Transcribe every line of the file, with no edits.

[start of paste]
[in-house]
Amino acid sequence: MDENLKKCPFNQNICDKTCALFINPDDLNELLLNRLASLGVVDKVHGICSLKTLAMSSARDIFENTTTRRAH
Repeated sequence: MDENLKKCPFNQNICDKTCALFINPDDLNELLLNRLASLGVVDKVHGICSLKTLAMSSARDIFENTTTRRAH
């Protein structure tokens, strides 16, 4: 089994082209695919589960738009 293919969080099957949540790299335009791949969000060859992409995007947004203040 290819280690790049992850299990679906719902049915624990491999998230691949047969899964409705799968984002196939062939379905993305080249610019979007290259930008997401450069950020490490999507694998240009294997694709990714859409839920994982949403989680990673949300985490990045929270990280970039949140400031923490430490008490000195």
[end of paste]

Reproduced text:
[in-house]
Amino acid sequence: MDENLKKCPFNQNICDKTCALFINPDDLNELLLNRLASLGVVDKVHGICSLKTLAMSSARDIFENTTTRRAH
Repeated sequence: MDENLKKCPFNQNICDKTCALFINPDDLNELLLNRLASLGVVDKVHGICSLKTLAMSSARDIFENTTTRRAH
């Protein structure tokens, strides 16, 4: 089994082209695919589960738009 293919969080099957949540790299335009791949969000060859992409995007947004203040 290819280690790049992850299990679906719902049915624990491999998230691949047969899964409705799968984002196939062939379905993305080249610019979007290259930008997401450069950020490490999507694998240009294997694709990714859409839920994982949403989680990673949300985490990045929270990280970039949140400031923490430490008490000195």